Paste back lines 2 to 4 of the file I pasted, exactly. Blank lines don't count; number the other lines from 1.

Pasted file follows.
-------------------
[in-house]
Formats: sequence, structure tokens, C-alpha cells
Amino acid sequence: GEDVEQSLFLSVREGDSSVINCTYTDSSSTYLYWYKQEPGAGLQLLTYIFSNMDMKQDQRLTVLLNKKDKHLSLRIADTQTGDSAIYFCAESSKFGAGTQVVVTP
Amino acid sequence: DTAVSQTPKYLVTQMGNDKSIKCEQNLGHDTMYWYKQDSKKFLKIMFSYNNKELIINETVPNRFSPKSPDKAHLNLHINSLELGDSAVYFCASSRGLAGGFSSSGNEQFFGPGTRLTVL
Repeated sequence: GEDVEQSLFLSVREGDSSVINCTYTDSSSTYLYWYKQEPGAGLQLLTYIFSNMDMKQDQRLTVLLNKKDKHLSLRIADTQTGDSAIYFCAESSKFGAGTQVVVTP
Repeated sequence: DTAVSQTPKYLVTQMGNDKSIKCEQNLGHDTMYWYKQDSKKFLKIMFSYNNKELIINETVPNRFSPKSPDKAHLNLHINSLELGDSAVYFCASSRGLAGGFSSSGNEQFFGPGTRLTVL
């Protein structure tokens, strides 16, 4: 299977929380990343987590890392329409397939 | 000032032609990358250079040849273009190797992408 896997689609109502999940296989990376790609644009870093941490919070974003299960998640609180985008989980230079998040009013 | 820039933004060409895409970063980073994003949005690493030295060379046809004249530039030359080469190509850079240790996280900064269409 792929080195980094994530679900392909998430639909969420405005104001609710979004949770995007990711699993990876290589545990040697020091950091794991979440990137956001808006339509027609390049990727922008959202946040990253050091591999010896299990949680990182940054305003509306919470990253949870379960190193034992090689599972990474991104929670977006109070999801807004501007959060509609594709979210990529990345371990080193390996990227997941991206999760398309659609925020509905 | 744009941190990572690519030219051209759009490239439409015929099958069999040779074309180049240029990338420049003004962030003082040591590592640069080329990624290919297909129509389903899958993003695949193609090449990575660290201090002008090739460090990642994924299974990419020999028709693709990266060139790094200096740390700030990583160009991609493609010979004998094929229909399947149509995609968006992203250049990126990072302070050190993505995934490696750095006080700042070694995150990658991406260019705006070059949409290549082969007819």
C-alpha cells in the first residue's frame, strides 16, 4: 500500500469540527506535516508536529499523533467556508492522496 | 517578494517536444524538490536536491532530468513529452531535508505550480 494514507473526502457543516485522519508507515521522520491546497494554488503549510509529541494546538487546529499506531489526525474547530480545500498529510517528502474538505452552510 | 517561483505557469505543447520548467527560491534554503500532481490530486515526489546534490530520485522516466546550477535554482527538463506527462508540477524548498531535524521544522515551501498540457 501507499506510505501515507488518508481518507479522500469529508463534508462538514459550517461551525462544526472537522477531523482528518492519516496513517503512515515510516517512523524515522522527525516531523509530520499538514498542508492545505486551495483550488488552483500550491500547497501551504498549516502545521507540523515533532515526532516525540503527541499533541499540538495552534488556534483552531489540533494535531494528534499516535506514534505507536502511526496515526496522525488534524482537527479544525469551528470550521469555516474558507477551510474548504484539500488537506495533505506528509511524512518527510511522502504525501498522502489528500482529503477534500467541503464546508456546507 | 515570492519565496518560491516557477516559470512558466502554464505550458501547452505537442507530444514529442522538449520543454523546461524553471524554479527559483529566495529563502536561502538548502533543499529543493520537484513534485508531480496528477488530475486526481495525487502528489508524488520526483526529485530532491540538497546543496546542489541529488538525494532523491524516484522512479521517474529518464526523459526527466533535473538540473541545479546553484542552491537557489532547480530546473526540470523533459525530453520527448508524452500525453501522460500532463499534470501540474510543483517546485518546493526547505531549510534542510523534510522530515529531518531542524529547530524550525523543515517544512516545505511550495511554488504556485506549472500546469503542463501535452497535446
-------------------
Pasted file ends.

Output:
Formats: sequence, structure tokens, C-alpha cells
Amino acid sequence: GEDVEQSLFLSVREGDSSVINCTYTDSSSTYLYWYKQEPGAGLQLLTYIFSNMDMKQDQRLTVLLNKKDKHLSLRIADTQTGDSAIYFCAESSKFGAGTQVVVTP
Amino acid sequence: DTAVSQTPKYLVTQMGNDKSIKCEQNLGHDTMYWYKQDSKKFLKIMFSYNNKELIINETVPNRFSPKSPDKAHLNLHINSLELGDSAVYFCASSRGLAGGFSSSGNEQFFGPGTRLTVL